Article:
One of the contributors to a debate last night said that he'd been challenged recently that he was only making the decision with half his brain. Don't worry. It wasn't as scathing as that. It was simply a note that some people's decisions are emotionally led and others intellectually. It is good if we can register both sides. This person, responding to the question, said:
'I think it's right.
I feel it's right.'
Bang on. But not so easy for all of us.
How do you feel? The microphone is thrust under the nose of the sweating, victorious team captain who is asked to put feelings into words. Is it any wonder that 'over the moon' is the best that can be done with the English language in all its breadth and glory, at that stage?
I have a friend who, almost literally, seizes up when asked about his feelings. He doesn't engage with the world on a feelings level. At all.
I'm not so far behind. I don't find feelings particularly useful and rarely begin a sentence with 'I feel' unless I am deliberately choosing that language to engage with someone else. So how do I feel 'right now?' When I began drafting this I was sitting in a church meeting, awaiting the end of some discussions about details so we could get on to a vote about a big decision. I felt a little bored but by and large content. Perhaps weary.
Bored. Content. Weary. I don't find these words help me very much. None of them made the slightest difference to what I chose to do. However bad I might have felt, short of terribly ill, I wasn't leaving my seat. And having had the first word on this particular debate some nineteen months ago I was determined not to have any of the last ones but to let others report on their thoughts and feelings. I do find that a failure to get over-excited at small wins, or over-depressed at minor losses, stands me in good stead. 'Letting myself go' for goals, gigs and girl stops this being too pent-up.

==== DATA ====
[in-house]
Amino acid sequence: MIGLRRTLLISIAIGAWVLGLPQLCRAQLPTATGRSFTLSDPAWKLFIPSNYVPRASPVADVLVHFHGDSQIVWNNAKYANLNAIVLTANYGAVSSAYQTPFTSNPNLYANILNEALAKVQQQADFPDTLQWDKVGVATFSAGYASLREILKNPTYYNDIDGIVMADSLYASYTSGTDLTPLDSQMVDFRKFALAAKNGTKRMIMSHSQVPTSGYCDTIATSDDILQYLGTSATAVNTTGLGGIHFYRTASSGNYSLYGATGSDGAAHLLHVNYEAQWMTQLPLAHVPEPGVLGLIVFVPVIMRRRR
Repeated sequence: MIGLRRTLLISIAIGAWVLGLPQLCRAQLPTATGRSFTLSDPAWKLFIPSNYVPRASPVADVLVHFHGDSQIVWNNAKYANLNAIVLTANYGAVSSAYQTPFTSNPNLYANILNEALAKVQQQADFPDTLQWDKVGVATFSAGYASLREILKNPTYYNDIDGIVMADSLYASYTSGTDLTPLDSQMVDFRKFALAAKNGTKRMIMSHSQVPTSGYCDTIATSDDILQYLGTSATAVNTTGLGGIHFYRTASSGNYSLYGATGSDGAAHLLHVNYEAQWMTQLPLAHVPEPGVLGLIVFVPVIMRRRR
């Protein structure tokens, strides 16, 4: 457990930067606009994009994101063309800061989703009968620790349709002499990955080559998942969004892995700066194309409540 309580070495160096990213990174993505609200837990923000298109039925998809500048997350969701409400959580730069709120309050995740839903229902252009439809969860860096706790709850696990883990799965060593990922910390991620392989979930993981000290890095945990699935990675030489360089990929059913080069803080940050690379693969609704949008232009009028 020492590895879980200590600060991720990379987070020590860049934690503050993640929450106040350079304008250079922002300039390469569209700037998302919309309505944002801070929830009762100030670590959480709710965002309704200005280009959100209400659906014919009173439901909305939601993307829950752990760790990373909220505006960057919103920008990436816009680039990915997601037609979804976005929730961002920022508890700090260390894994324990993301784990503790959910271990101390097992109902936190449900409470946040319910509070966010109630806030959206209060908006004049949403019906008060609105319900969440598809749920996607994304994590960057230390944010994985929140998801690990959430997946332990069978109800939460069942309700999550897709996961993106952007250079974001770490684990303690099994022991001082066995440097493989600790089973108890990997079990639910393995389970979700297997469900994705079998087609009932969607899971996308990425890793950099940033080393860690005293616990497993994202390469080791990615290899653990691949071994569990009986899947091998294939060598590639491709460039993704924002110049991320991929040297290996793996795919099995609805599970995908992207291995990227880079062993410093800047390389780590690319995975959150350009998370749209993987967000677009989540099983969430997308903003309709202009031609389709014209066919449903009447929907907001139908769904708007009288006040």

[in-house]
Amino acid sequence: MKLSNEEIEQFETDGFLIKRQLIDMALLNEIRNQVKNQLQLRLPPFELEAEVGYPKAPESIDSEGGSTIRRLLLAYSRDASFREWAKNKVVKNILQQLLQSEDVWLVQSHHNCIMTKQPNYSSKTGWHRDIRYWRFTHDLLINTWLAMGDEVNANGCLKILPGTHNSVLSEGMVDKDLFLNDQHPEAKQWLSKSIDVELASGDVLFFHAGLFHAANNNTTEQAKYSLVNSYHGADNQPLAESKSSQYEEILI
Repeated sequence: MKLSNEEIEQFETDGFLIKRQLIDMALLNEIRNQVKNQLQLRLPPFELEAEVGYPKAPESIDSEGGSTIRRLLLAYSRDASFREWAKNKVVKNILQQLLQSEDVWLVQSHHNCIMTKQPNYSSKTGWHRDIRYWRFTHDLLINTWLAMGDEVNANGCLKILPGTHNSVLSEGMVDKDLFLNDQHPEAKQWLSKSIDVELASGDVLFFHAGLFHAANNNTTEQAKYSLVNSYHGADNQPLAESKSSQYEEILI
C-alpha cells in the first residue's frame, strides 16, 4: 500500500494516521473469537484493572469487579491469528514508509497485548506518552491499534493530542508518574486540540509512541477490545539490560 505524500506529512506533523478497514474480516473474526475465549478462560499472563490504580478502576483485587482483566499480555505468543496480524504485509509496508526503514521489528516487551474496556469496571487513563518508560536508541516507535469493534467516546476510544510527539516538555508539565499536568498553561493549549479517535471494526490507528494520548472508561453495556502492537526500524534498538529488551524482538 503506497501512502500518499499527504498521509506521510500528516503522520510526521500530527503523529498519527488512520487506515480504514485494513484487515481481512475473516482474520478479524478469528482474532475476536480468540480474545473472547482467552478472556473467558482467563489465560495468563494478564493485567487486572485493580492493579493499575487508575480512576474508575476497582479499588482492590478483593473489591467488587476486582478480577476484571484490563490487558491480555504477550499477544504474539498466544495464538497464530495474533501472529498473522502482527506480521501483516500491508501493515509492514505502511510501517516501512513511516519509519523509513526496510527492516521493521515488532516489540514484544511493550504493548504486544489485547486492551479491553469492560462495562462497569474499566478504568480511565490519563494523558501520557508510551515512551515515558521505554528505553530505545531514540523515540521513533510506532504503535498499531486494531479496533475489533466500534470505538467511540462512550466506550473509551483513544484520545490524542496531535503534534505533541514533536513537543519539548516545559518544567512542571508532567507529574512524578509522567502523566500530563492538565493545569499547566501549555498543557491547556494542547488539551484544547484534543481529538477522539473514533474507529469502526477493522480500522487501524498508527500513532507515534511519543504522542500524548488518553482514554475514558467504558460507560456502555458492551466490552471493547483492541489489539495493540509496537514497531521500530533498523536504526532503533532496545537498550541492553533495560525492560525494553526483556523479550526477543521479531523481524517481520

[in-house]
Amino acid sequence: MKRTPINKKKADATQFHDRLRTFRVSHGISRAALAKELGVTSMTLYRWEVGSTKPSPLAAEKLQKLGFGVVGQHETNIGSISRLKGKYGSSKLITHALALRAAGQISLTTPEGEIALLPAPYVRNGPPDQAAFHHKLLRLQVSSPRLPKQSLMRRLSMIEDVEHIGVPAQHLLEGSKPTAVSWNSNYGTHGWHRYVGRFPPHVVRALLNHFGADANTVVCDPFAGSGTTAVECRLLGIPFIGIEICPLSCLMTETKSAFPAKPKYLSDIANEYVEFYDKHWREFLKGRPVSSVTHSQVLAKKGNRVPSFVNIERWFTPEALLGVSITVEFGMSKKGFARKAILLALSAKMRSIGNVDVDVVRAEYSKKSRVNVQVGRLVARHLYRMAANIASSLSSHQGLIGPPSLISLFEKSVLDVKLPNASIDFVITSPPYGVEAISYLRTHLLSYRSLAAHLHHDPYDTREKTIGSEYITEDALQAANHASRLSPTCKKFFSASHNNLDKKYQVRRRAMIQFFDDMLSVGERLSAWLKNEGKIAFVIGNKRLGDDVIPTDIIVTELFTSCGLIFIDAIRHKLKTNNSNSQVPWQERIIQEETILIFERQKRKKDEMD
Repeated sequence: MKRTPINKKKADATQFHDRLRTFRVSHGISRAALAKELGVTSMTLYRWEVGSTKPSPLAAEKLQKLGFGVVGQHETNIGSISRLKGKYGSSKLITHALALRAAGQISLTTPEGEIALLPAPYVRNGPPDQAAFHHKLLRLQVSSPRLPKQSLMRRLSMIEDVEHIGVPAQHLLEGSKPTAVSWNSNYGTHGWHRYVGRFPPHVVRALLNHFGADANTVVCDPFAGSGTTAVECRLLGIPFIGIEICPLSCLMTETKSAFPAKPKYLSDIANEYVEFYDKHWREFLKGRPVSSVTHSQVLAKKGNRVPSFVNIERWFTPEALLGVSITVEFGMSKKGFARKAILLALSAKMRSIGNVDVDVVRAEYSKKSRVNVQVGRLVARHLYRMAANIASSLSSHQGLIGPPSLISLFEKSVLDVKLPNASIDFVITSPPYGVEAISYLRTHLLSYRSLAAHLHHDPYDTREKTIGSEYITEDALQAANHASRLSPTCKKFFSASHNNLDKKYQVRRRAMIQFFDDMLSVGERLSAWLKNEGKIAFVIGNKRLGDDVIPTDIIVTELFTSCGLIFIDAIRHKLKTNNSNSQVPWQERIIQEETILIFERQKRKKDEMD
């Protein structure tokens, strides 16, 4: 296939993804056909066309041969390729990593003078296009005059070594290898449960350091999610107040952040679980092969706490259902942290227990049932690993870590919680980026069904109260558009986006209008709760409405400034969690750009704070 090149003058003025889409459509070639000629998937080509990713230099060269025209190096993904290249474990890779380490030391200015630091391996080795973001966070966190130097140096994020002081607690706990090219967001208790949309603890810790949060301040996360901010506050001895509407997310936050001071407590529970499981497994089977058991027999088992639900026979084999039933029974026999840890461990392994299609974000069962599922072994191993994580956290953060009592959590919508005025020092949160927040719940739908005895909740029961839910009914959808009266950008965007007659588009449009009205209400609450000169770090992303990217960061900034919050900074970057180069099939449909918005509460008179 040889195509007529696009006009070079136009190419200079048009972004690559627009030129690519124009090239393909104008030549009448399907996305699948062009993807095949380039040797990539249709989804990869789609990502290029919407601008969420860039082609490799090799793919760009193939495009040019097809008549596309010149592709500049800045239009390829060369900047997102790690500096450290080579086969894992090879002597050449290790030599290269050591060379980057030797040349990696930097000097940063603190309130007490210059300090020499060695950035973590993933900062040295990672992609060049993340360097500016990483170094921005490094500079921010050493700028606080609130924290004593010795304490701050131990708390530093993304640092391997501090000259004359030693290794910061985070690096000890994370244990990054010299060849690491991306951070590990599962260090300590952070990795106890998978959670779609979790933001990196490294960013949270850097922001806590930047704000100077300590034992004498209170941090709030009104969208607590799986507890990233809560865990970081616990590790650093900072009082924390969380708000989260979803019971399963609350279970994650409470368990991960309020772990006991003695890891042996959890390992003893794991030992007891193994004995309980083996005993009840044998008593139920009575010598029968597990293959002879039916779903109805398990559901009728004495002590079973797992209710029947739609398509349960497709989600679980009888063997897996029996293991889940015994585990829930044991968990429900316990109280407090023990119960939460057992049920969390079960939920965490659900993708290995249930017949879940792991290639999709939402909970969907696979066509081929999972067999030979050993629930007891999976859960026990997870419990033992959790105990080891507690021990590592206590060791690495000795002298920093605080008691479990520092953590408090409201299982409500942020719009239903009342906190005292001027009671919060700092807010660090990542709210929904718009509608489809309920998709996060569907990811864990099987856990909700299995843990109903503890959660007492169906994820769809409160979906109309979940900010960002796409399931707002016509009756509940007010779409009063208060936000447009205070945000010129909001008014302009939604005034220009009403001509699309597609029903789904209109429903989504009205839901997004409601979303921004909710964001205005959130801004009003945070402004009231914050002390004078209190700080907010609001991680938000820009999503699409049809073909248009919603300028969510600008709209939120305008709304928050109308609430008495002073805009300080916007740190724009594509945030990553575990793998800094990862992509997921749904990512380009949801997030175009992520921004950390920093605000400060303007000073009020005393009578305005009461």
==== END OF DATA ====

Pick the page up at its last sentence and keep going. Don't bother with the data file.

I also get a little frustrated (there's a good 'feelings' word) at the repetition of feelings language. I don't find it hard to say 'I love you' but as a writer prefer to find new ways of saying things. There are more interesting traits than feelings. Or so I feel.
So there was this vision, 19 months ago, that needed chaperoning. I wouldn't swear to it but I think the first expression of it may have come from my lips. A vision to spend a huge amount of money buying a building the purpose of which God had not fully revealed. Still hasn't. I thought it was a good idea then. I still do. But now a Council of the Church has voted in favour of it with no-one against.
It will cost the equivalent of each member of our church finding £4,000 over the next couple of years which means a few sacrificial decisions. Something from our savings pot for a retirement property? Cancel a couple of holidays? Abandon the car? Donate all my writing royalties? Waive my expenses. That is the sort of order we are talking about.
I'm glad it wasn't simply led by feelings but, if I'm honest, it was even less than that. It was a hunch. Which became a vision. Which became a reality. Now I feel we must go to work. Think so too.
The Old Rectory Project is go.